The African Energy Chamber (AEC) has rejected recent accusations around Trinity Energy in South Sudan. The allegations were unfounded and also, it said, had underplayed criticism of global trader Glencore.
The Sentry published a report in February saying deals by Trinity in South Sudan involved “illicit business practices, including bribery, tax evasion and trade-based money laundering”.
Trinity is based in South Sudan. In 2018, the company struck a deal for financing with Afreximbank to purchase petrol and diesel to supply South Sudan. As part of Trinity’s deal it also secured preferential access to crude oil cargoes from South Sudan.
Trinity sold its crude oil on to Glencore.
The Sentry based its three-year investigation on interviews with Trinity’s former finance officer, Biswick Kaswaswa. The report said Kaswaswa had left Trinity in October 2018, leaving the country for Rwanda.
Rwanda then extradited the official back to South Sudan, where he was “imprisoned for 17 months, threatened, and tortured”, The Sentry report said.
The report said Trinity had spent millions of dollars on “facilitation” for the Afreximbank deal to a government committee. It also claimed that, rather than converting its US dollar payments from Glencore into South Sudanese pounds legitimately, the company illegally used the black market.
The AEC raised concerns into The Sentry’s investigation. The report was “misleading, disrespectful, and unfair to South Sudan and Trinity Energy”.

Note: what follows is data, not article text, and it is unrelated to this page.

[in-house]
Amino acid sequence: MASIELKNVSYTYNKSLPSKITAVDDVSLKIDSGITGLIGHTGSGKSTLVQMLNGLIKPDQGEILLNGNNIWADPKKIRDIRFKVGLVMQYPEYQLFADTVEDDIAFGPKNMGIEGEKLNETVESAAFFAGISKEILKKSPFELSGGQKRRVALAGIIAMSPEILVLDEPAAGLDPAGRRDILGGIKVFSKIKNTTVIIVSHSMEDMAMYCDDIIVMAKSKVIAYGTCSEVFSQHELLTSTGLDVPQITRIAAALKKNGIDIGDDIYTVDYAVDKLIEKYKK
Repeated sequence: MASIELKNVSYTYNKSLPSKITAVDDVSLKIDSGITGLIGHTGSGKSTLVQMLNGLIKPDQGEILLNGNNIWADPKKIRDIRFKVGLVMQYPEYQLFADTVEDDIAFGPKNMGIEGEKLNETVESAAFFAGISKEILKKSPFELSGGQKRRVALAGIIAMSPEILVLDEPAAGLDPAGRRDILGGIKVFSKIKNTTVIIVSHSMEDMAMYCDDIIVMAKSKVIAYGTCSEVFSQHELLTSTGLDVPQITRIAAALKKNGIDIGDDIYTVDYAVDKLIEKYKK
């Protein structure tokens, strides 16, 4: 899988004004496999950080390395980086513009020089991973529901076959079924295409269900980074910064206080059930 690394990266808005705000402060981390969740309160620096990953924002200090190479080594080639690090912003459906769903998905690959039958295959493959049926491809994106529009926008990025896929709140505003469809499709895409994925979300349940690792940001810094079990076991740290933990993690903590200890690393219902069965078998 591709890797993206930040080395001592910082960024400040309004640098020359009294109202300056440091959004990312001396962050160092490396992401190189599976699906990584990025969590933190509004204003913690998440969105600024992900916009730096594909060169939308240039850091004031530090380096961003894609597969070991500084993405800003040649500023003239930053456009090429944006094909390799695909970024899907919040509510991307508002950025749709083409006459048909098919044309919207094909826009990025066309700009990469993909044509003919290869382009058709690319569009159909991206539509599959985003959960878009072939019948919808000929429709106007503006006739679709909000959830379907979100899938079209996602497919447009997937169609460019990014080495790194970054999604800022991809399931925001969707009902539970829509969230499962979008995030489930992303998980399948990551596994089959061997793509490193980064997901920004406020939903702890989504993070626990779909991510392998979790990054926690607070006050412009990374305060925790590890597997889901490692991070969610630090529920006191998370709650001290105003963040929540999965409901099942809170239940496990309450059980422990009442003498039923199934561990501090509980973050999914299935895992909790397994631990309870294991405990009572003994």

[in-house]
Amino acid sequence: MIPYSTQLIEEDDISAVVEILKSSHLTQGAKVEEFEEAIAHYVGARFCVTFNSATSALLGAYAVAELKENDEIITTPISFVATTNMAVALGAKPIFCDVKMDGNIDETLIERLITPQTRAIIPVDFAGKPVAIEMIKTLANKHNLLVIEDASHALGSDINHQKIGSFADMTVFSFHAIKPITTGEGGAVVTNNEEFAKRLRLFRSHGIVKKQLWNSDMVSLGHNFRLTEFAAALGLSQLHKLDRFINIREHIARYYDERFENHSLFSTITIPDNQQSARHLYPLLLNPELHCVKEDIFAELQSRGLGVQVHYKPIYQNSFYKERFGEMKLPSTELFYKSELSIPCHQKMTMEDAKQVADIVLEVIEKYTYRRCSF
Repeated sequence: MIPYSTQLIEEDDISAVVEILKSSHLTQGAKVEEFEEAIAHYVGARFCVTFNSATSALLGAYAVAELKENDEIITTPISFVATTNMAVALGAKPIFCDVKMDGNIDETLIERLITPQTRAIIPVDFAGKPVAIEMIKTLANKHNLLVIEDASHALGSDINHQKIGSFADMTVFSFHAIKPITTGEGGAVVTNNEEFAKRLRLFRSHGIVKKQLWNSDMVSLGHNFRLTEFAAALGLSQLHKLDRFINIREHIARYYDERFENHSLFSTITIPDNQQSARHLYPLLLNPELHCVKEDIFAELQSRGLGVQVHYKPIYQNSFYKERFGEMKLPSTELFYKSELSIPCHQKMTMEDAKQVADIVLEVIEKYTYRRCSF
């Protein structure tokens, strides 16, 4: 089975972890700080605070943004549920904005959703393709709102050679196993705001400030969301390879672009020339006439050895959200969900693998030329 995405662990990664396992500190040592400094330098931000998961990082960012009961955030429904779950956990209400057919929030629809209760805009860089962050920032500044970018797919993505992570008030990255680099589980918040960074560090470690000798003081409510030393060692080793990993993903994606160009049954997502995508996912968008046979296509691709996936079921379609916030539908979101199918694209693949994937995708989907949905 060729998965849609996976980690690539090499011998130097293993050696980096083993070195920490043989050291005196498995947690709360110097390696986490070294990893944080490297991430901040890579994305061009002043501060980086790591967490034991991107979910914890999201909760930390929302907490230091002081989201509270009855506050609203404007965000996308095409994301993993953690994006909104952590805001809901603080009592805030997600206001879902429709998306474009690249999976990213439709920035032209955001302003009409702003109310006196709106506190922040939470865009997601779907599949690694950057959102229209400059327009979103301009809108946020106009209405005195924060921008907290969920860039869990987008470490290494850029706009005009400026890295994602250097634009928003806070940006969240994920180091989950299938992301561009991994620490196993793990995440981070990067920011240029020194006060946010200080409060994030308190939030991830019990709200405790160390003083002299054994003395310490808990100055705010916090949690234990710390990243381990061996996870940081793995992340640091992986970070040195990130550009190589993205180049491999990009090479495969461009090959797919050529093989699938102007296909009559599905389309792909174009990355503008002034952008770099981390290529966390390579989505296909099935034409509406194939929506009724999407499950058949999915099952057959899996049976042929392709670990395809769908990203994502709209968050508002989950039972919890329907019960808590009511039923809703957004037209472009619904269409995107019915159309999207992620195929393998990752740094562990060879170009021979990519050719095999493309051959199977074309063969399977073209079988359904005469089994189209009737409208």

The statement said countries in need “will not prosper without domestic players who are willing to solve their unique challenges”. Trinity has sponsored the South Sudan Oil & Power 2022 conference, put on by the AEC’s affiliate Energy Capital & Power.
In particular, the AEC raised concerns around Glencore’s role. “The Sentry did not go after Glencore. The Sentry chose to go after an African company that has created jobs, driven economic growth and acted properly. We know why. Trinity Energy is daring to belong in an industry where it is not supposed to be a leader.”
A number of governments fined Glencore recently fined $1.5 billion for various corruption offences, the statement continued. The trader has not yet responded to a request for comment.
Glencore, flew in $800,000 of cash to South Sudan by private jet, claiming the money was for opening an office in 2011. The money went to government officials.
Afreximbank carried out due diligence on Trinity, AEC said, with the company meeting every standard.